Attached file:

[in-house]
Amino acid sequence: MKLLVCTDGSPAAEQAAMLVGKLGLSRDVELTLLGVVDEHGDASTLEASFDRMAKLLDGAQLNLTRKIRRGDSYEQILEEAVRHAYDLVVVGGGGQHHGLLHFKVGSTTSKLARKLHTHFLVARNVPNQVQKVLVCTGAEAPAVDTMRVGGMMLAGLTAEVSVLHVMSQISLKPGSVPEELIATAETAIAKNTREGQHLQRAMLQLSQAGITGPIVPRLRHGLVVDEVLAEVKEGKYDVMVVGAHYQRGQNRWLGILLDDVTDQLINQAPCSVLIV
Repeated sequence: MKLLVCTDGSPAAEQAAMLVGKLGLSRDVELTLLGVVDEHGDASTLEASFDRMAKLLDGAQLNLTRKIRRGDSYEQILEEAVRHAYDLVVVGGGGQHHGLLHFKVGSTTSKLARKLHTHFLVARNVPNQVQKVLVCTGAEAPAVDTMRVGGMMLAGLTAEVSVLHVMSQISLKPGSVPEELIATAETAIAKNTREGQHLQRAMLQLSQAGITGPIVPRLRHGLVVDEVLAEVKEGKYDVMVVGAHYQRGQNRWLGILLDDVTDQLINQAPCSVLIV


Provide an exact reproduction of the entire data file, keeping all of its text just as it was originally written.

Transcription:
[in-house]
Amino acid sequence: MKLLVCTDGSPAAEQAAMLVGKLGLSRDVELTLLGVVDEHGDASTLEASFDRMAKLLDGAQLNLTRKIRRGDSYEQILEEAVRHAYDLVVVGGGGQHHGLLHFKVGSTTSKLARKLHTHFLVARNVPNQVQKVLVCTGAEAPAVDTMRVGGMMLAGLTAEVSVLHVMSQISLKPGSVPEELIATAETAIAKNTREGQHLQRAMLQLSQAGITGPIVPRLRHGLVVDEVLAEVKEGKYDVMVVGAHYQRGQNRWLGILLDDVTDQLINQAPCSVLIV
Repeated sequence: MKLLVCTDGSPAAEQAAMLVGKLGLSRDVELTLLGVVDEHGDASTLEASFDRMAKLLDGAQLNLTRKIRRGDSYEQILEEAVRHAYDLVVVGGGGQHHGLLHFKVGSTTSKLARKLHTHFLVARNVPNQVQKVLVCTGAEAPAVDTMRVGGMMLAGLTAEVSVLHVMSQISLKPGSVPEELIATAETAIAKNTREGQHLQRAMLQLSQAGITGPIVPRLRHGLVVDEVLAEVKEGKYDVMVVGAHYQRGQNRWLGILLDDVTDQLINQAPCSVLIV